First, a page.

The boys interrupted their grandmother. The three of them were wedged in a phone booth in a hilltop garden overlooking the Pacific Ocean. Wind ruffles blades and leaves on this quiet plot in the Japanese town of Otsuchi. The young grandsons chirped away about their grades in school; their grandmother issued corrections.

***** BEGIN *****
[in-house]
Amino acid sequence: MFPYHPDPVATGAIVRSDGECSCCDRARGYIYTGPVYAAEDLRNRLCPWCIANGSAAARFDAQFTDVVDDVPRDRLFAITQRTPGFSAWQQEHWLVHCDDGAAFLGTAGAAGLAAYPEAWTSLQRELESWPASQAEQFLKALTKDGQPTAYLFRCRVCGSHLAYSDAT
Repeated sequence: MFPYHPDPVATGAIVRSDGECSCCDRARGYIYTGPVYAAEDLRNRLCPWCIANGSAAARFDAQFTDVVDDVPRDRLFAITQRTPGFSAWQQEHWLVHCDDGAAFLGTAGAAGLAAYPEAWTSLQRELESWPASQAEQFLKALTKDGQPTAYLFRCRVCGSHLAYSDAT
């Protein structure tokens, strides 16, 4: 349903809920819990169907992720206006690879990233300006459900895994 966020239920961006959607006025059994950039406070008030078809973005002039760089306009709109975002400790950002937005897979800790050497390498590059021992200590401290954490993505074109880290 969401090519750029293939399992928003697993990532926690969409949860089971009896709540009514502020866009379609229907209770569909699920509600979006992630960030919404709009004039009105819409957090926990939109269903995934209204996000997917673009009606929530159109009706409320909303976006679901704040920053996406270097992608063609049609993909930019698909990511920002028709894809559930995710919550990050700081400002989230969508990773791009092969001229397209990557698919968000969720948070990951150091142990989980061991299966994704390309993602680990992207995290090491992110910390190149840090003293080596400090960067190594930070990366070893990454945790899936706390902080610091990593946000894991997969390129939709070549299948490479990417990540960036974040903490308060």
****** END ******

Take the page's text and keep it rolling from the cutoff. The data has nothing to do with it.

The white, glass-paned phone booth holds a disconnected rotary phone, its cables neatly coiled. It never jangles with incoming calls; outgoing messages don’t travel through cords. Instead, the booth is a mediation on relationships, life, and death, and it has become a pilgrimage site of sorts for residents untangling grief that remains knotted in their stomachs.